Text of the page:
M W High Tech Projects v Haase Environmental Consulting  EWHC 152, TCC Coulson J (also Westlaw)
MW High Tech Projects wished to develop a waste energy plant and appointed Haase Environmental Consulting firstly to produce a basic design proposal and secondly, once a contractor was appointed, to develop the design. Biffa Waste were appointed to construct the works but within 12 days of Biffa being appointed, Haase had produced design changes which greatly increased the cost of the works and this process of repeated design changes and cost increases continued throughout the life of the project.
Haase’s contract contained an overriding obligation to use reasonable skill and care but it also contained specific commitments to meet an Output Specification and a Delivery Plan both of which were adversely affected by the various changes Haase had put through. Haase’s defence was that although they had breached the Specification and the Plan, they had not done so negligently but had always used reasonable skill and care.
Haase specifically argued that they were not obliged to stick to the basic design proposal where in their professional opinion there was a modification of design, which they considered appropriate in all the circumstances. MW sued Haase for over-specifying.
- With reference to the obligation to comply with the Delivery Plan and the Output Specification, if 2 alternative non-negligent design solutions were available to the designer, and one was in accordance with the basic design as set out in those documents and the other was an enhancement of it (increasing the cost) then Haase should either have adopted the former or accepted responsibility of the cost consequences of adopting the latter.
- Although the duty to take reasonable skill and care trumped the duty to comply with the specification, this actually meant that the designer had a duty to comply with the specification (and the plan), while also avoiding negligence. Only if compliance with the Specification and the Plan would force the designer to come up with a design which was in some sense negligent would the designer be entitled to depart from compliance.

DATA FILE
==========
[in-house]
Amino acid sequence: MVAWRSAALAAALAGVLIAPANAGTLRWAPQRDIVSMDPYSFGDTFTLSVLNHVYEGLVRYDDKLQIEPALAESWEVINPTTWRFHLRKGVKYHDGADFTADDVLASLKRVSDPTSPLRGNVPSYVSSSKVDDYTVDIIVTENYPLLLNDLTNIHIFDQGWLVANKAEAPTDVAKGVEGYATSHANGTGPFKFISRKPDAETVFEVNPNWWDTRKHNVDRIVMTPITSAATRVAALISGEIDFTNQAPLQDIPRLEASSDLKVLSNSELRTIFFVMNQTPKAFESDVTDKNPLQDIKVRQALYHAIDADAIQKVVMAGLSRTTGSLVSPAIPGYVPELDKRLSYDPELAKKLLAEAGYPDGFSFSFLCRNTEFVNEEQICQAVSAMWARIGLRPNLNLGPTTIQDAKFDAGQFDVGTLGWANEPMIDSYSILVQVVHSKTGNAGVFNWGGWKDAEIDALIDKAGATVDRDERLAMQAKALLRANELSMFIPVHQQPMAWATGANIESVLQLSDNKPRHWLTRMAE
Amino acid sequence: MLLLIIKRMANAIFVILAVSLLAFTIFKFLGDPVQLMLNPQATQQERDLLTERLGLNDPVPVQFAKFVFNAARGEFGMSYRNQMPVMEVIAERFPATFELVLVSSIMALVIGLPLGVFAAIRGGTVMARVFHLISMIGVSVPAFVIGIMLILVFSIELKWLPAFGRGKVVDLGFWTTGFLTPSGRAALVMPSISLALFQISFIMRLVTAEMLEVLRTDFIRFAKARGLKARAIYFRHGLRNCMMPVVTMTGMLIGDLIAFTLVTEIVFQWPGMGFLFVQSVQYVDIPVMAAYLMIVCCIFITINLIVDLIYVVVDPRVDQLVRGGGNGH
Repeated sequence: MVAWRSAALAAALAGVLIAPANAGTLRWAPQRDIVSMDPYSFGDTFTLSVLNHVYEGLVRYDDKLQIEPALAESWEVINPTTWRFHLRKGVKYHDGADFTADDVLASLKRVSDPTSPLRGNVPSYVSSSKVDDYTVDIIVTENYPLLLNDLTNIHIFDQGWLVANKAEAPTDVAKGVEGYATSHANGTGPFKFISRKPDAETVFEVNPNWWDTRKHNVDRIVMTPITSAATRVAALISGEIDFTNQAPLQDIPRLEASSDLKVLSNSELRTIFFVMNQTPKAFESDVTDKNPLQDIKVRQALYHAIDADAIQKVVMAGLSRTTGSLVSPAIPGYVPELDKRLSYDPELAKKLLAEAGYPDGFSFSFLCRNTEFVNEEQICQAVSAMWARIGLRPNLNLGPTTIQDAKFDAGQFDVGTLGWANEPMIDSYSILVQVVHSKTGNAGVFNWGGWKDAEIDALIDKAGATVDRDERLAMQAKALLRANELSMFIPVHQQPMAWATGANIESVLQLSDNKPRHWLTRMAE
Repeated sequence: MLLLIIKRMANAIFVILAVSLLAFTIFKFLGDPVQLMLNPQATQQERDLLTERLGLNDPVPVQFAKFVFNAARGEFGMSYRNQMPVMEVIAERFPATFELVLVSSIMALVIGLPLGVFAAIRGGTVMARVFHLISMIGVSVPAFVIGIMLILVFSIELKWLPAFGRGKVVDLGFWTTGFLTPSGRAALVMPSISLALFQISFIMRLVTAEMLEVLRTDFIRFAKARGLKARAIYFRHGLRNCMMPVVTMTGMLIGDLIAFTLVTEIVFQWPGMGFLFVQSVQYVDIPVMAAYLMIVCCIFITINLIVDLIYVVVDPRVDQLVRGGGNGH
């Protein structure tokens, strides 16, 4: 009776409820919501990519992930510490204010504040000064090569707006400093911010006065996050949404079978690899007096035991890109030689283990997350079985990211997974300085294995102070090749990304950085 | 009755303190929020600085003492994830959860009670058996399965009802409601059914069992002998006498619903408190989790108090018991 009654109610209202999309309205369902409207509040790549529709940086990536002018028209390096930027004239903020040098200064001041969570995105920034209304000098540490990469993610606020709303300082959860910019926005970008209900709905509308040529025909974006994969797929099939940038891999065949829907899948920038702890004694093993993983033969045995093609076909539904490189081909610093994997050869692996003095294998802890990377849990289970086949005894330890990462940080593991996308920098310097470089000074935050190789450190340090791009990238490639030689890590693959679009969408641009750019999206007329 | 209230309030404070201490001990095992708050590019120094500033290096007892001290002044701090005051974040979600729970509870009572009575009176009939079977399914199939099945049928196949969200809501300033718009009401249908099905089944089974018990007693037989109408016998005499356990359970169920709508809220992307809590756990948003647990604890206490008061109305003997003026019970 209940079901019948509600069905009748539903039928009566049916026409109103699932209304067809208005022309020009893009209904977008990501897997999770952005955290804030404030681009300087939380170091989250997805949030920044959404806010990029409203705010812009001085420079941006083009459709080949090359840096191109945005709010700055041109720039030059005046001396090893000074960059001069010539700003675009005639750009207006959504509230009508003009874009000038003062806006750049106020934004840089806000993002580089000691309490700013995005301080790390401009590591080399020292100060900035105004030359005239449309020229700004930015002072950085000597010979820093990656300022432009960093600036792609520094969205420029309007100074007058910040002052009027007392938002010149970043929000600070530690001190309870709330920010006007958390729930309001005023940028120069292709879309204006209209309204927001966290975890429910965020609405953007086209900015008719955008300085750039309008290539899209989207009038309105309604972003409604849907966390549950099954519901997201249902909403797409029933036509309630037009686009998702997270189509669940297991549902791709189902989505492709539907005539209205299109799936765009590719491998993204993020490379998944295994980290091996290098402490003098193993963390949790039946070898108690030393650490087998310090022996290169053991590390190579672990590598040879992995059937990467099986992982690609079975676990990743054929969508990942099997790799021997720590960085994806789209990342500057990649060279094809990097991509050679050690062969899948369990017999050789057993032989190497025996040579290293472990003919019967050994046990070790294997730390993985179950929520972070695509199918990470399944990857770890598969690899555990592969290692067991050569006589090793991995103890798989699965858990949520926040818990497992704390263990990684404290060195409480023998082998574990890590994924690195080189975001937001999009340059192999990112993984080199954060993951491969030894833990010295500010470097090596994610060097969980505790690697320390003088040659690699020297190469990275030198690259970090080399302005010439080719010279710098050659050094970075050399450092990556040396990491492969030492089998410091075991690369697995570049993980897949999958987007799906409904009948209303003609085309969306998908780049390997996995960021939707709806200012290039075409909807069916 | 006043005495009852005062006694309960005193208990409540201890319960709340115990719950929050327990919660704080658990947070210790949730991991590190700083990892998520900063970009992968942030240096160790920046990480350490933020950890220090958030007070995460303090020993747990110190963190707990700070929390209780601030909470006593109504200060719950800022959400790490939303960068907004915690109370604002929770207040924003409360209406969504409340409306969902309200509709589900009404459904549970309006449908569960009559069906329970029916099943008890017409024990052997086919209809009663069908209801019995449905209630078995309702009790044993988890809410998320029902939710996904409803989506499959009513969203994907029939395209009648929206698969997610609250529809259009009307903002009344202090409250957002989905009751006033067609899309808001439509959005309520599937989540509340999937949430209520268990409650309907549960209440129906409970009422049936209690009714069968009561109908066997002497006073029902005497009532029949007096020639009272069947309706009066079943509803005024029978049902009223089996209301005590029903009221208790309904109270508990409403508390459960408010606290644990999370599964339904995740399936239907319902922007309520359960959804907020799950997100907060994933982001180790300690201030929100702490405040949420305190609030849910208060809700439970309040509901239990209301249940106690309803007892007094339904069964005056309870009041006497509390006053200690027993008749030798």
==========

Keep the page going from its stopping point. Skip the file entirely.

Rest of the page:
At first glance this case reminds one of the Court’s decision in MT Højgaard A/S v E.On. In that case, the Judge concluded that compliance with the performance specification was more important than the obligation to use reasonable skill and care so that non-negligent design which nevertheless failed to deliver compliance with the specification was held to be in breach of contract.
By contrast here the Judge was simply saying that the performance of the duty of reasonable skill and care necessarily involved taking into account all factors including the desirability, if non-negligently possible, of complying with the Basic Design Proposal, the Output Specification and Delivery Plan. It was up to the designer, acting with reasonable skill and care, to come up with a compliant design and if he wished to defeat a claim for negligence, he would have to show that it would not have been possible without negligence to have produced a design which was compliant.
The Judge went on to say Haase had come up with the Basic Design Proposal and very soon afterwards, when the client had signed up to the contract to build it, Haase then proposed a design which departed from the Basic Design Proposal and which they must have known would give rise to additional cost. “In those circumstances, Haase were in control of both the original and subsequent design, why is it not reasonable to expect them to pay for the cost consequences of the failure to comply with the terms of the appointment?”